Methodological issues surrounding ‘The mind's scalpel in surgical education: a randomised controlled trial of mental imagery’
Article first published online: 9 APR 2013
© 2013 The Authors BJOG An International Journal of Obstetrics and Gynaecology © 2013 RCOG
BJOG: An International Journal of Obstetrics & Gynaecology
Volume 120, Issue 6, page 776, May 2013
How to Cite
Geoffrion, R. (2013), Methodological issues surrounding ‘The mind's scalpel in surgical education: a randomised controlled trial of mental imagery’. BJOG: An International Journal of Obstetrics & Gynaecology, 120: 776. doi: 10.1111/1471-0528.12168
- Issue published online: 9 APR 2013
- Article first published online: 9 APR 2013
- Manuscript Accepted: 3 JAN 2013
I am pleased to respond to the invitation by Sevdalis et al. to participate in a debate to improve research in mental imagery (MI) surgical training. This field of research is in its infancy and I admire the tenacity of their group to investigate the scientific validity of MI. In response to concerns of methodology in our recently published negative trial of MI for teaching hysterectomy, we carefully considered both imagery ability and script compliance.
Our trial was designed in 2006/07; the Mental Imagery Questionnaire (MIQ) was partially validated and published in 2010 to investigate differences in MI skills. The MIQ is not ready for widespread use; we do not yet have pass/fail scores on the MIQ to establish whether a learner has achieved sufficient MI skills. As for using the MIQ in the controls in our trial, I think the suggestive nature of the MIQ questions would have encouraged them to perform MI and would have biased our results. Our learners had two sessions with trained investigators according to a standard script as well as individual sessions in between until comfortable with MI. We trained all MI investigators for standard MI technique. Limiting the trial to one centre or one investigator performing MI with learners would have significantly affected the feasibility and generalisability of our trial. Even with a questionnaire like the MIQ, it is difficult to prove the establishment of a dynamic motor neural network. Other motor imagery measurement tools are currently in development. The Motor Imagery Index combines psychometric, behavioural and psychophysiological tools. Functional magnetic resonance imaging has also been used to determine brain activity during MI. Our MI sessions as administered did not improve motor performance and I wonder whether novice learners are indeed able to perform appropriate imagery for complex surgery. Perhaps MI is a strategy reserved for expert surgeons who have an established motor neural network for each procedure and just need to make adjustments specific to each surgical case. This would correspond to elite golf players successfully using MI, compared with someone being handed a golf club for the first time. Rather than concentrating on novices, we should perhaps study how MI may benefit intermediate or expert surgeons.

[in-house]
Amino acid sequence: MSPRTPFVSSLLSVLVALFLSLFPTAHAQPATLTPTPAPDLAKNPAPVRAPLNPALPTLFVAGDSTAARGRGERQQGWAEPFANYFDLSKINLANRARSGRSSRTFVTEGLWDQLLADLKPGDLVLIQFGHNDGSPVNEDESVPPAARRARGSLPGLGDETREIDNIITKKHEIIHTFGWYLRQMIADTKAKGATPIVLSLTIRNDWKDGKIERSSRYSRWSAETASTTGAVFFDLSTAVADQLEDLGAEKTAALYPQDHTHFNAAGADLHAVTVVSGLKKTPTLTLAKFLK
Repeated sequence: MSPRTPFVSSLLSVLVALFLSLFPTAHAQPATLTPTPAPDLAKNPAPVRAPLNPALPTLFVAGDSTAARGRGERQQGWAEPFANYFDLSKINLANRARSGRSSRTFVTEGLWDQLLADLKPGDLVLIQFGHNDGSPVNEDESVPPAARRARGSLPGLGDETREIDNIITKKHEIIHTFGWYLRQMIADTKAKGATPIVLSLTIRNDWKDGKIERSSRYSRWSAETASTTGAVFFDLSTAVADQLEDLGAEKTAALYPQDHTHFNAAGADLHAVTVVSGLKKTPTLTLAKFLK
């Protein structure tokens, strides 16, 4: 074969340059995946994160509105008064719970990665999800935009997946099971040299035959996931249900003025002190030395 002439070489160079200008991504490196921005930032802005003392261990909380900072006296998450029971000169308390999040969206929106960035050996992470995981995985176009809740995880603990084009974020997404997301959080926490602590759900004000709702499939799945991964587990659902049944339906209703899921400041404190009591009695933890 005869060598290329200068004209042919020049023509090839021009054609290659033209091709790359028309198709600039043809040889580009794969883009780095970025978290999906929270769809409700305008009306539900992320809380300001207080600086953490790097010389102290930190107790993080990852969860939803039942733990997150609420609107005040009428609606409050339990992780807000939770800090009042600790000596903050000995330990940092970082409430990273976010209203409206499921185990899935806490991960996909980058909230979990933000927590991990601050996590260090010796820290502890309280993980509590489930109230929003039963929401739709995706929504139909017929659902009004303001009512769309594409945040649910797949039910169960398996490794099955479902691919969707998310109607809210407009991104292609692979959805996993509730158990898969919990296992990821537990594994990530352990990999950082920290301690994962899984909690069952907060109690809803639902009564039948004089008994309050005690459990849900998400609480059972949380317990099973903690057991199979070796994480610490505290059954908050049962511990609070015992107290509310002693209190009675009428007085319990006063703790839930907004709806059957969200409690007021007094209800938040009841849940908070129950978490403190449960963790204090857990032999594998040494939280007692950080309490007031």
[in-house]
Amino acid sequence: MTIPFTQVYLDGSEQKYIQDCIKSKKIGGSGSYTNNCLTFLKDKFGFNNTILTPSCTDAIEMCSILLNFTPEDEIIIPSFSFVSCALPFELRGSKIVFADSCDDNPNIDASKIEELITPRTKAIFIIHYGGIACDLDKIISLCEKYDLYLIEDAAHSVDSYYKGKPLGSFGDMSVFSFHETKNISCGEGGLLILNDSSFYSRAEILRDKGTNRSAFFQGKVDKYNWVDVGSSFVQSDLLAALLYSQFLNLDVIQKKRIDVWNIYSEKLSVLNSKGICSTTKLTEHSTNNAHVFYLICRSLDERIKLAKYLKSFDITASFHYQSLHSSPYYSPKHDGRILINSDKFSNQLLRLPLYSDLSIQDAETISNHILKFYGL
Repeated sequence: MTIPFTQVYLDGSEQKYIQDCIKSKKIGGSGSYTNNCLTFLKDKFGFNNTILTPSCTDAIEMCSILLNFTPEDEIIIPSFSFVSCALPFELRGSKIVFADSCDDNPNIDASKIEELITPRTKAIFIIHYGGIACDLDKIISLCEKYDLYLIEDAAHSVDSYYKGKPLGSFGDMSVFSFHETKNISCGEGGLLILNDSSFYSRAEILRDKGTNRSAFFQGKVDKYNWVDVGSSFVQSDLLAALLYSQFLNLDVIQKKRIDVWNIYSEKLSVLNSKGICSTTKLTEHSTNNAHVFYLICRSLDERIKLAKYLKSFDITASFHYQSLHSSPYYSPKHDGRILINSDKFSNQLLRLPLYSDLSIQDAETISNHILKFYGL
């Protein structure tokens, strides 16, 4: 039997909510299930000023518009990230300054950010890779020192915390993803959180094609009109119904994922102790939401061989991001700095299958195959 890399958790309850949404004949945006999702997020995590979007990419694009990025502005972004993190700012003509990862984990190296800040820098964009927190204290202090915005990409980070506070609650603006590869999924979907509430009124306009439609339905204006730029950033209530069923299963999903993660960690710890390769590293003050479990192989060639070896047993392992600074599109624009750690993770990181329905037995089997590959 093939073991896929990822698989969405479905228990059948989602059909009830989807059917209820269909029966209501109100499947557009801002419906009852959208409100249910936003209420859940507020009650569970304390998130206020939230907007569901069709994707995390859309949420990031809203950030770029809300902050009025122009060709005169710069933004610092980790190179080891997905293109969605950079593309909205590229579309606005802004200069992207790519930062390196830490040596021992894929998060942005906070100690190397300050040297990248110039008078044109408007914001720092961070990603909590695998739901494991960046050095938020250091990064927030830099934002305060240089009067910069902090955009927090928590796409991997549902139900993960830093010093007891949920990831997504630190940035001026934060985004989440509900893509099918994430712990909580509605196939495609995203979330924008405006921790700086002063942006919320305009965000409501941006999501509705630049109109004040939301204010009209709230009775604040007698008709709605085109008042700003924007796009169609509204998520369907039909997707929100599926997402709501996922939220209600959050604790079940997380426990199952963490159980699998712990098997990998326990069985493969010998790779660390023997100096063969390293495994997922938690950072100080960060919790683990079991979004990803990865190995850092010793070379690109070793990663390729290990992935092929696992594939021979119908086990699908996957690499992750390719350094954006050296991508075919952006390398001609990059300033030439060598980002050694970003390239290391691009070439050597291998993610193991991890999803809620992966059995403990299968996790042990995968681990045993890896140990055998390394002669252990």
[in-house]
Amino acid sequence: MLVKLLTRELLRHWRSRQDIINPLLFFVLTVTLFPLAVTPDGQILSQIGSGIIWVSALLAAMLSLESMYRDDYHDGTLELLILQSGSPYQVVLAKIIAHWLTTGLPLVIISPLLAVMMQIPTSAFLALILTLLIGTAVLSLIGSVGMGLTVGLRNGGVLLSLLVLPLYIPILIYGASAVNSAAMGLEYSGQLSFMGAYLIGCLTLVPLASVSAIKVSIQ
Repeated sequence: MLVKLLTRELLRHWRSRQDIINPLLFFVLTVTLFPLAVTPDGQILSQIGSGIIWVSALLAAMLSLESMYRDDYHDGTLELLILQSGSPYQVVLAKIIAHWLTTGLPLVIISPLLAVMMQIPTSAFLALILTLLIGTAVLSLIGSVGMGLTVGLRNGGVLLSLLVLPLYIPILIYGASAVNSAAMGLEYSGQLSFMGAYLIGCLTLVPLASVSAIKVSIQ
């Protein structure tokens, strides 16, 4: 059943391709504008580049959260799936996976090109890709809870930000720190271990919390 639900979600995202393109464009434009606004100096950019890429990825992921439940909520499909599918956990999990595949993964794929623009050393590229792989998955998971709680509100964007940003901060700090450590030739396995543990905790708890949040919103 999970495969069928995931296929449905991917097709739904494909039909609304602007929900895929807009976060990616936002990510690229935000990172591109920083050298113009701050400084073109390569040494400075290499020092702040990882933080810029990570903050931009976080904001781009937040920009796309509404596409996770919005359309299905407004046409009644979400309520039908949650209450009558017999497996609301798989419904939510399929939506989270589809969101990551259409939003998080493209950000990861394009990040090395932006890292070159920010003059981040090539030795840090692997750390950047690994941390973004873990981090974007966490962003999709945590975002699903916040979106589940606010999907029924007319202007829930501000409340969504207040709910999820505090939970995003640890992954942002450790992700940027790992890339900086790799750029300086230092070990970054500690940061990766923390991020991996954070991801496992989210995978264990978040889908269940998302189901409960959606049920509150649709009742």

Regarding MI script compliance, we considered introducing an MI session logbook for learners. We decided against the idea, because of individual learning variations (some would need few and some many MI sessions to achieve the same effect) and because we did not know how many MI sessions to recommend for optimal skill acquisition.
In summary, although the MIQ shows promise in the assessment of MI practice and MI has helped to improve simulation skills, the ultimate test of validity of a new surgical teaching intervention is transferability of skills from the MI ‘laboratory’ to the real operating room. MI may be useful for other cohorts, such as more advanced learners initiating a new procedure or novice learners with simpler surgeries. The ongoing practice of MI may improve surgical performance as it improves self-confidence and stress.
- 5The mind's eye: functional MR imaging evaluation of golf motor imagery. AJNR Am J Neuroradiol 2003;24:1036–44., , , , .